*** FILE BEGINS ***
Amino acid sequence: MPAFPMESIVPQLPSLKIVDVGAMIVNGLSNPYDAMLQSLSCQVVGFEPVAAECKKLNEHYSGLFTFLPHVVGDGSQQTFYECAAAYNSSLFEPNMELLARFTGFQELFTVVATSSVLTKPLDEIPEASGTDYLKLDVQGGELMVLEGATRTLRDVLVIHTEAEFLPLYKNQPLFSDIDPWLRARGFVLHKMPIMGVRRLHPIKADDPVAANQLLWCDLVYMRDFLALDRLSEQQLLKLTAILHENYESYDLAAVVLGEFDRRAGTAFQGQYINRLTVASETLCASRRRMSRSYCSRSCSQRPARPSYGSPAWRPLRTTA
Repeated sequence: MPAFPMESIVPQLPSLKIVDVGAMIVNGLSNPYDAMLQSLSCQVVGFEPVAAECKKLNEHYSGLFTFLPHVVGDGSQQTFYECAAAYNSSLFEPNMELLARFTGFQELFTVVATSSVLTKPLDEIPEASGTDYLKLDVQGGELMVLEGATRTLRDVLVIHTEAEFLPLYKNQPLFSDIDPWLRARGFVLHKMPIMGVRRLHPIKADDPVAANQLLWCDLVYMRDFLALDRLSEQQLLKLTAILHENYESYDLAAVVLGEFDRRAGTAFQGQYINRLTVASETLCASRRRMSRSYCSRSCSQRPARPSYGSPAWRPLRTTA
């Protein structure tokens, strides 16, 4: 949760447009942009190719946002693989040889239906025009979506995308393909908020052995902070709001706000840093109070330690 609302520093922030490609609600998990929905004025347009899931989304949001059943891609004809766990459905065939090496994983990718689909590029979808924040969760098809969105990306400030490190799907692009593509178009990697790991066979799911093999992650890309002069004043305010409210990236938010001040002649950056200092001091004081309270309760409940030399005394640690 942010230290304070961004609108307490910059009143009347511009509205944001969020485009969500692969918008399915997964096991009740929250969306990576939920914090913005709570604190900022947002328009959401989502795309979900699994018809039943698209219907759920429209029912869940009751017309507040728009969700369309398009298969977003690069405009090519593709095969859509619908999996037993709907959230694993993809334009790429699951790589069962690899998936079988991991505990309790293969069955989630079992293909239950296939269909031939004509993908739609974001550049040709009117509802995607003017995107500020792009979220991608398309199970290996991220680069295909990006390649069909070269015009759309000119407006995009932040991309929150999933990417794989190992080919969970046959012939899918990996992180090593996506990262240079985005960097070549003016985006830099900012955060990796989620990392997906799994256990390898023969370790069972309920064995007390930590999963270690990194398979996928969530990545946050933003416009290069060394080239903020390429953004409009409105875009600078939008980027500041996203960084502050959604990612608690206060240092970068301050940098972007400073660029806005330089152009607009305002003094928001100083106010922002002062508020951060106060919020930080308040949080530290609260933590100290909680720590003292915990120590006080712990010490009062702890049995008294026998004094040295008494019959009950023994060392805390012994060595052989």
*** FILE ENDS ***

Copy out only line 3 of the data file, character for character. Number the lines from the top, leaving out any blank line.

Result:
């Protein structure tokens, strides 16, 4: 949760447009942009190719946002693989040889239906025009979506995308393909908020052995902070709001706000840093109070330690 609302520093922030490609609600998990929905004025347009899931989304949001059943891609004809766990459905065939090496994983990718689909590029979808924040969760098809969105990306400030490190799907692009593509178009990697790991066979799911093999992650890309002069004043305010409210990236938010001040002649950056200092001091004081309270309760409940030399005394640690 942010230290304070961004609108307490910059009143009347511009509205944001969020485009969500692969918008399915997964096991009740929250969306990576939920914090913005709570604190900022947002328009959401989502795309979900699994018809039943698209219907759920429209029912869940009751017309507040728009969700369309398009298969977003690069405009090519593709095969859509619908999996037993709907959230694993993809334009790429699951790589069962690899998936079988991991505990309790293969069955989630079992293909239950296939269909031939004509993908739609974001550049040709009117509802995607003017995107500020792009979220991608398309199970290996991220680069295909990006390649069909070269015009759309000119407006995009932040991309929150999933990417794989190992080919969970046959012939899918990996992180090593996506990262240079985005960097070549003016985006830099900012955060990796989620990392997906799994256990390898023969370790069972309920064995007390930590999963270690990194398979996928969530990545946050933003416009290069060394080239903020390429953004409009409105875009600078939008980027500041996203960084502050959604990612608690206060240092970068301050940098972007400073660029806005330089152009607009305002003094928001100083106010922002002062508020951060106060919020930080308040949080530290609260933590100290909680720590003292915990120590006080712990010490009062702890049995008294026998004094040295008494019959009950023994060392805390012994060595052989």